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How do we decide?

laik012's picture


I always felt that what defines and makes up an identity very fascinating. Most often I associate identity with religion, language, physical features and to some extent their likings and passions (eg. Type of food, subject, music, etc.) I try my best never to believe in stereotypes but it is always fun sometimes to guess a person’s origin and what they associate themselves as. Few days ago, I met guy A in one of my class. He looked familiar and reminded me so much of my good friend from high school. I told myself at that time, if I had to guess, he must be a mix kid (half Asian and half White). From then on, I proceeded with class and didn’t bother to go further and ask since my curiosity is sometimes pathetic. The next day, I saw him again and told him he looked so much like my friend from Kazakhstan. He immediately told me his parents are from there but he was raised in America. I always wanted to learn Russian so I asked him whether he spoke the language, as soon as he said yes; he began teaching me some phrases. Without much thought, I told A that I really like his identity, he neither looks typically Asian nor White, speaks a European language but grew up in America. I told him that it’s funny how you like meat so much and love math. My Kazakh friend is so similar. He didn’t say much but appreciated that I knew so much about Central Asia.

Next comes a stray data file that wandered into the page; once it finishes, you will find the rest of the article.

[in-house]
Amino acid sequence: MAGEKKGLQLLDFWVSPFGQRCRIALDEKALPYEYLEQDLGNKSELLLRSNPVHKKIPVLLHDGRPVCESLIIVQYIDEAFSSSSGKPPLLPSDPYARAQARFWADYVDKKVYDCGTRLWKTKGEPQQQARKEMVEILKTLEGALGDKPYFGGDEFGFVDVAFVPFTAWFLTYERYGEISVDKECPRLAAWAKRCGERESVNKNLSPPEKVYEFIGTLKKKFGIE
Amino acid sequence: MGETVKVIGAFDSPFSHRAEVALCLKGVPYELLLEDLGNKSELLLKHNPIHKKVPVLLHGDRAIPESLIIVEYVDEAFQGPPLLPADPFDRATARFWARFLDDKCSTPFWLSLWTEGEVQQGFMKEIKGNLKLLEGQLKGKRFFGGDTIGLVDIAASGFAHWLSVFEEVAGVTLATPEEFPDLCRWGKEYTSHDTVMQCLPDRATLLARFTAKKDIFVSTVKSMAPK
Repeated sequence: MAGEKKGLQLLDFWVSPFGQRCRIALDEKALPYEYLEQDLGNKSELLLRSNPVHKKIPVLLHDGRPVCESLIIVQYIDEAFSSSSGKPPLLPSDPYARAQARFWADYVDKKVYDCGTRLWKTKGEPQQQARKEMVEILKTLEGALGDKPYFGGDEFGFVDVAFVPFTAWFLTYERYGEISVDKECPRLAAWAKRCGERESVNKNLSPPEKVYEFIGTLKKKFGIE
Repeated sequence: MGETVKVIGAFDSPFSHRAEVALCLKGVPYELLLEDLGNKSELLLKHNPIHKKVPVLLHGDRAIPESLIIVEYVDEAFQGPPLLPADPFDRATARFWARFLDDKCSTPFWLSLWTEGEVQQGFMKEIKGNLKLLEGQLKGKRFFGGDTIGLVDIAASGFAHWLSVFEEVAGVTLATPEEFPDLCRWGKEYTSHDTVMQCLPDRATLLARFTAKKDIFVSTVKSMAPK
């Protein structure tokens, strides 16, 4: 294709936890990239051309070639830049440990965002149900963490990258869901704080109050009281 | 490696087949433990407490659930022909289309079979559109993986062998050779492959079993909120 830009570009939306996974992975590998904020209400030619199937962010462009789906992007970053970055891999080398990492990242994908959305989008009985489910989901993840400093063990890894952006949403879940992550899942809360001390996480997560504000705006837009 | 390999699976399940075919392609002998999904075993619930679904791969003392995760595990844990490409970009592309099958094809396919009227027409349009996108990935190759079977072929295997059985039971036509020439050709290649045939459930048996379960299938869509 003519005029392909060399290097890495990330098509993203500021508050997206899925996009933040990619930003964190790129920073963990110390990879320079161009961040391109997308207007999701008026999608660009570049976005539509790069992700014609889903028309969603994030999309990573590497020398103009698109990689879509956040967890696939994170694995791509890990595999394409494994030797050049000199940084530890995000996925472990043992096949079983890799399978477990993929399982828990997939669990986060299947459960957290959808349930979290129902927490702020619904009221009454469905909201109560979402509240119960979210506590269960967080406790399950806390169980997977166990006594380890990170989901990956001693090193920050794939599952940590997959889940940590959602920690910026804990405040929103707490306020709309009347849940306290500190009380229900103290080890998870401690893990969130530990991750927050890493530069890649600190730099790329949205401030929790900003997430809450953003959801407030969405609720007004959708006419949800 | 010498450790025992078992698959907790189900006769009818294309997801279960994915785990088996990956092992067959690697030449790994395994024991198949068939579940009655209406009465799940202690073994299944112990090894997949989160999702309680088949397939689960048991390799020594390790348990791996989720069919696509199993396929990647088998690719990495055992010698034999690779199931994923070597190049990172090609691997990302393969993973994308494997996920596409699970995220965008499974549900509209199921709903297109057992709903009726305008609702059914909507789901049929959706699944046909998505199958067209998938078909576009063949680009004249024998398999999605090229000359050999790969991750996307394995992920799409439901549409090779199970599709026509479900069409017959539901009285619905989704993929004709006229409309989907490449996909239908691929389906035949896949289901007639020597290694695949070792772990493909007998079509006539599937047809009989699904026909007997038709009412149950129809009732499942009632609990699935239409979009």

Looking back, I am not sure whether this was the smartest decision to tell somehow how they remind me of my friend based on their physical feature, language and appreciate for a subject. I fear that I have performed an aspect of microaggression that could have potentially hurt him. Was I relying too much on past experiences that actually provoked me to generalize people? It seems to me that it’s very difficult to know when and when not to demonstrate appreciation of someone’s culture. 2/3 of the international students I know are open to share their culture and are very happy when someone is interested to learn more about it.  In my perspective, I always admire people trying to learn Indonesian/Malay and knowing the small differences between South-East Asia as a region different to South Asia and East Asian. However, yet again I fear that educating these small differences can only further create more tension and the whole either this or that approach to people. How can I be more cultured, a globalized citizen and respect cultural differences when I’m told to view everyone as equal and normal human beings?